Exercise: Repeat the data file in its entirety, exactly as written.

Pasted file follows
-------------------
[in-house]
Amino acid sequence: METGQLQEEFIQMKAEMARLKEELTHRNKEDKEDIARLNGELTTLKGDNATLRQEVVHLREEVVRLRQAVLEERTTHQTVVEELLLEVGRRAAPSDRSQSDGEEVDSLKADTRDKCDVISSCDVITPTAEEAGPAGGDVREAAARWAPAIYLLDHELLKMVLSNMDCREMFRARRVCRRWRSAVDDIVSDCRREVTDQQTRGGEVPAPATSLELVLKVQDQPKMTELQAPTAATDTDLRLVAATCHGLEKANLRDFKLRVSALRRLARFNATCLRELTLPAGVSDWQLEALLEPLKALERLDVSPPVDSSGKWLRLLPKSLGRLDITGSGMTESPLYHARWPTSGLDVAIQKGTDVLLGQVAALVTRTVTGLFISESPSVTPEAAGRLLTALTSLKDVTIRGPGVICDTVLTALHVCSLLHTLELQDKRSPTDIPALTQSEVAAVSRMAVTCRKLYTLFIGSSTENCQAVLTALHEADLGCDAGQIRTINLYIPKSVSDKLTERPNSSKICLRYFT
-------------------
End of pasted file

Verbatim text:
[in-house]
Amino acid sequence: METGQLQEEFIQMKAEMARLKEELTHRNKEDKEDIARLNGELTTLKGDNATLRQEVVHLREEVVRLRQAVLEERTTHQTVVEELLLEVGRRAAPSDRSQSDGEEVDSLKADTRDKCDVISSCDVITPTAEEAGPAGGDVREAAARWAPAIYLLDHELLKMVLSNMDCREMFRARRVCRRWRSAVDDIVSDCRREVTDQQTRGGEVPAPATSLELVLKVQDQPKMTELQAPTAATDTDLRLVAATCHGLEKANLRDFKLRVSALRRLARFNATCLRELTLPAGVSDWQLEALLEPLKALERLDVSPPVDSSGKWLRLLPKSLGRLDITGSGMTESPLYHARWPTSGLDVAIQKGTDVLLGQVAALVTRTVTGLFISESPSVTPEAAGRLLTALTSLKDVTIRGPGVICDTVLTALHVCSLLHTLELQDKRSPTDIPALTQSEVAAVSRMAVTCRKLYTLFIGSSTENCQAVLTALHEADLGCDAGQIRTINLYIPKSVSDKLTERPNSSKICLRYFT